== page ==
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Vietnam hostel's shipping containers stay put to create unique communal vibe

As those who travel often would attest, sleeping arrangements in other countries tend to differ dramatically. Whether it’s a villa over the water in Bora Bora or a tiny capsule hotel in Tokyo, hospitality comes in all sorts of shapes and sizes. Adding to this never-ending list of peculiar arrangements is a unique new abode in the Vietnamese city of Nha Trang that just became the first hostel built out of shipping containers. Dubbed Ccasa Hostel, this unusual travel stop is comprised of three recycled shipping containers modified into dormitory-style quarters and finished with a particularly modern aesthetic.

Designed and built by Kuala Lumpur, Malaysia-based architecture firm TAK Architects, Ccasa Hostel aims to make everyone who stays there feel like one big family. Operating under the motto “everyone around the world can be connected into a big family,” the architects leaned heavily on creating large open areas throughout the hostel. The finished product allows for an abundance of natural light to pour through the lodge, which almost gives off the feeling of being outside. Ccasa Hostel even features a few outdoor netted lounge areas where guests can kick back and take in the area’s beautiful surroundings.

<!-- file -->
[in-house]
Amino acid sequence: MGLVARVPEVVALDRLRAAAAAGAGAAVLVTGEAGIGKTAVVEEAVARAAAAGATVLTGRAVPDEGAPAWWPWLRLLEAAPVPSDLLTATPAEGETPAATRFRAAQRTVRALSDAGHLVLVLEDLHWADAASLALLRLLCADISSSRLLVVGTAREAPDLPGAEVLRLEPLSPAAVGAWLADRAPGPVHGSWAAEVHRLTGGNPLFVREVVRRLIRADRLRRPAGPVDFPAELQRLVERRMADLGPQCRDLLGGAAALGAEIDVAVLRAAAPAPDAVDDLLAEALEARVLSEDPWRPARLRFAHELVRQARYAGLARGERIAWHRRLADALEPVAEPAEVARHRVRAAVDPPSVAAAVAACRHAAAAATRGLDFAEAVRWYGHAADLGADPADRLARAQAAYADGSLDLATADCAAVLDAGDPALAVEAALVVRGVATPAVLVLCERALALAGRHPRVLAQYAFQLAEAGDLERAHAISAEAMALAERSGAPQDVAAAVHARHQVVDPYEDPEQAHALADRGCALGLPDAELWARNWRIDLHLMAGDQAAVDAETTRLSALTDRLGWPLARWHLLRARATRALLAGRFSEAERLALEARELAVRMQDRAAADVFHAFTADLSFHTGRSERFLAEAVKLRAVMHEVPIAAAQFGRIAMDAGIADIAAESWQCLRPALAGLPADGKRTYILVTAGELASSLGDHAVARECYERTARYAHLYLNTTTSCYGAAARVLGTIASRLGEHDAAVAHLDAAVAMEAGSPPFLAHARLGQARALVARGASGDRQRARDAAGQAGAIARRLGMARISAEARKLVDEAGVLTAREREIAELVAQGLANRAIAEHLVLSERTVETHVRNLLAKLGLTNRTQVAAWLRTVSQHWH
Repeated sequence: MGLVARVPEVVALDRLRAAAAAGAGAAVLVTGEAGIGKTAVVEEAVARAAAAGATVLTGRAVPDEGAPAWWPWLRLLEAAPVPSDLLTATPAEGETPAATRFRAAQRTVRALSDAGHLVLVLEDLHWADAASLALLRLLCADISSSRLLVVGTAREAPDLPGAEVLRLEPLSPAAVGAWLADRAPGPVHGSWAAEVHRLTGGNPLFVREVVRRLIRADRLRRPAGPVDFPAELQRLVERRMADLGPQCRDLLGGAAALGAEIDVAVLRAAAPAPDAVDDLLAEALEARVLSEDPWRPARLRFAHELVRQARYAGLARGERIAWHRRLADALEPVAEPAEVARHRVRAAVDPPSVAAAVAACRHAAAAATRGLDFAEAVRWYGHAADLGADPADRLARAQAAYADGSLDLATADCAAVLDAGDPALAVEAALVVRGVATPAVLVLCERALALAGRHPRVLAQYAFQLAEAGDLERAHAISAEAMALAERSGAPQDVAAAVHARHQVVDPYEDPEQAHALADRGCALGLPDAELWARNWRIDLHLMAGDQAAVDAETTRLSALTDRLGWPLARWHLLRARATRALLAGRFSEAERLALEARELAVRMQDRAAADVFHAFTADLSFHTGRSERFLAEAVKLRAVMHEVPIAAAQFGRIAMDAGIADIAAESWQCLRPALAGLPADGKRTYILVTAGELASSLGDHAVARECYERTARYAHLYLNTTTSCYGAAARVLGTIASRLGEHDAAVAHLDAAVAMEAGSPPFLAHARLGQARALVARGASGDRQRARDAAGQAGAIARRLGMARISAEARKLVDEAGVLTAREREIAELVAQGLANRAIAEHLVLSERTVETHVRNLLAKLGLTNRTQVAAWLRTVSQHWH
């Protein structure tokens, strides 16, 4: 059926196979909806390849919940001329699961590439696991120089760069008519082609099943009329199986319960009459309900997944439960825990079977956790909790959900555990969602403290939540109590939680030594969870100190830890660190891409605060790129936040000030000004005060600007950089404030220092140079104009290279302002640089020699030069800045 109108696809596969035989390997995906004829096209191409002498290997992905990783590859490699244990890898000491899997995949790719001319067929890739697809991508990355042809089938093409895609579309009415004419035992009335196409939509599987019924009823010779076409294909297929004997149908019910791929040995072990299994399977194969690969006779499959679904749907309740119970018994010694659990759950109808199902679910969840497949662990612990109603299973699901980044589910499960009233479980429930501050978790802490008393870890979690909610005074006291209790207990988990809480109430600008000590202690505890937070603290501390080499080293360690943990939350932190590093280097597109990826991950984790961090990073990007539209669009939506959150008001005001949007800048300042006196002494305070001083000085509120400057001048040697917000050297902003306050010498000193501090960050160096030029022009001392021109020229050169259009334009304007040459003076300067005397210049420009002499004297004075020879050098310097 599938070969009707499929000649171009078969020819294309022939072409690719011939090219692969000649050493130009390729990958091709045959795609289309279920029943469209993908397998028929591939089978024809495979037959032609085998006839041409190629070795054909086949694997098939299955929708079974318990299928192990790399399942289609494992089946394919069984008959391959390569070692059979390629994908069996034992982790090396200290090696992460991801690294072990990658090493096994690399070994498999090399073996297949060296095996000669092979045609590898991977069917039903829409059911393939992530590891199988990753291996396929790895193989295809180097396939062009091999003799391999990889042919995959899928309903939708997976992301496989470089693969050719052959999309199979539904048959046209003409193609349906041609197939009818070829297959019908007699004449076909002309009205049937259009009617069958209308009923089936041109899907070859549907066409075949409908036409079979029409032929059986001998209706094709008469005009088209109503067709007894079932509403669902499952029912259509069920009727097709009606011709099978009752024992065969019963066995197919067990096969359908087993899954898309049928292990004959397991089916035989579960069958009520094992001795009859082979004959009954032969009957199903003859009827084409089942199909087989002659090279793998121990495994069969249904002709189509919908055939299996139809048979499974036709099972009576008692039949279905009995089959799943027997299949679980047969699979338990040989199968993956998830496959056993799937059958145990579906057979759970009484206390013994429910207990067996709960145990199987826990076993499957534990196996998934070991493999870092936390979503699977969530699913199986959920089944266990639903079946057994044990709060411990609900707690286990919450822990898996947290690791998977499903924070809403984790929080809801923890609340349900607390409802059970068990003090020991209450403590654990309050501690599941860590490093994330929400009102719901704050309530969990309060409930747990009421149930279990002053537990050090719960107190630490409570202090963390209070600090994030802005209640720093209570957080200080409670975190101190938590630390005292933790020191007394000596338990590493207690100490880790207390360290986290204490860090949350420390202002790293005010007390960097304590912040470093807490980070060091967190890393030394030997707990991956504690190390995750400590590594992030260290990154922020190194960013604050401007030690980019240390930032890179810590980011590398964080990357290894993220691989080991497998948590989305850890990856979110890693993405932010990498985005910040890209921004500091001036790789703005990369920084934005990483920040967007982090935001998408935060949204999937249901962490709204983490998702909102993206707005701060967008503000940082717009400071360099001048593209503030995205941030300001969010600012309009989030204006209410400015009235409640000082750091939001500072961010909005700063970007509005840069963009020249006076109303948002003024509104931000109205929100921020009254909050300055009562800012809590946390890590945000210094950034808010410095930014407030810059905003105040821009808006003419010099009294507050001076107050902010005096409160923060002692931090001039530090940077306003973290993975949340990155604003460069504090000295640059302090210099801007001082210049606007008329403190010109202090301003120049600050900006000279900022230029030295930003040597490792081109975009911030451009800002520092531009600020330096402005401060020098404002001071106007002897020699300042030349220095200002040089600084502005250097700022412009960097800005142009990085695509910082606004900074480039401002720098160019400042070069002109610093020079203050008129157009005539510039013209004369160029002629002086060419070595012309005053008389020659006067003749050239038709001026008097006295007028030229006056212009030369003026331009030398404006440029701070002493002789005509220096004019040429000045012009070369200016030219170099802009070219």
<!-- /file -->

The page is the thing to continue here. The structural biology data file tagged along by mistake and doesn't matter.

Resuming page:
“[By using] revived old containers, combined with reused materials, Ccasa would like to [create] a completely different space than an ordinary hotel,” reads the hostel’s website. “[Using] ideas from the cabin of a train, [the interior housing] of Ccasa containers [features a] bedroom as a cabin with your own fully equipped garage, quilt-pillow-mattress, reading light and power socket, and personal lockers to store your own belongings. Each bed is designed with the blinds pulled — just pulling the curtain above [and you] can get an extremely private space when needed.”

Structurally, the three shipping containers comprise the sleeping areas for the guests — each of which features a different sleeping layout — with TAK Architects adorning them in bright blue, yellow, and red paint. Dubbed a washing block, the hostel’s bathrooms are clad heavily in concrete and brick, giving off a supremely modern feel. The residence’s kitchen resides on the first floor just past the entrance to the building itself.

Located in a typically humid tropical city, Ccasa Hostel’s floor plan embraces openness to allow it to avoid the pitfall of being just another stuffy place for visitors to lay their head. With much of the hostel featuring open-air windows, patios, and walkways, the constant airflow gives it an incredibly high level of comfort — something the designers were aiming for. Ccasa Hostel is currently open for business, but, boasts just 10 rooms available for rent.

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